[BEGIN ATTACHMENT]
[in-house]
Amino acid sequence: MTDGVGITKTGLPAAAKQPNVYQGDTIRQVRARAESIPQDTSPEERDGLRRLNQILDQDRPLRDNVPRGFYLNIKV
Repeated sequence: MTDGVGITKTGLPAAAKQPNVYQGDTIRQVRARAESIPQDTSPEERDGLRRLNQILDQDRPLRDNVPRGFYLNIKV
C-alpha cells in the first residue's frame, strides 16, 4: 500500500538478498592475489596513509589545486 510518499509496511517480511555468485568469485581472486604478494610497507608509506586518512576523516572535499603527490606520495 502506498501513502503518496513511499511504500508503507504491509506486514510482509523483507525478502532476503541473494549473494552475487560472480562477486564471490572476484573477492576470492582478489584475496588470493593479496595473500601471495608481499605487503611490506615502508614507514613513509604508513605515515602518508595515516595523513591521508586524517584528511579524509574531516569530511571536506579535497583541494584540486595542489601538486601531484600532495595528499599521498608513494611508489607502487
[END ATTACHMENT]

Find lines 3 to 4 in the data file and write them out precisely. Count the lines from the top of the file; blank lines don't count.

Repeated sequence: MTDGVGITKTGLPAAAKQPNVYQGDTIRQVRARAESIPQDTSPEERDGLRRLNQILDQDRPLRDNVPRGFYLNIKV
C-alpha cells in the first residue's frame, strides 16, 4: 500500500538478498592475489596513509589545486 510518499509496511517480511555468485568469485581472486604478494610497507608509506586518512576523516572535499603527490606520495 502506498501513502503518496513511499511504500508503507504491509506486514510482509523483507525478502532476503541473494549473494552475487560472480562477486564471490572476484573477492576470492582478489584475496588470493593479496595473500601471495608481499605487503611490506615502508614507514613513509604508513605515515602518508595515516595523513591521508586524517584528511579524509574531516569530511571536506579535497583541494584540486595542489601538486601531484600532495595528499599521498608513494611508489607502487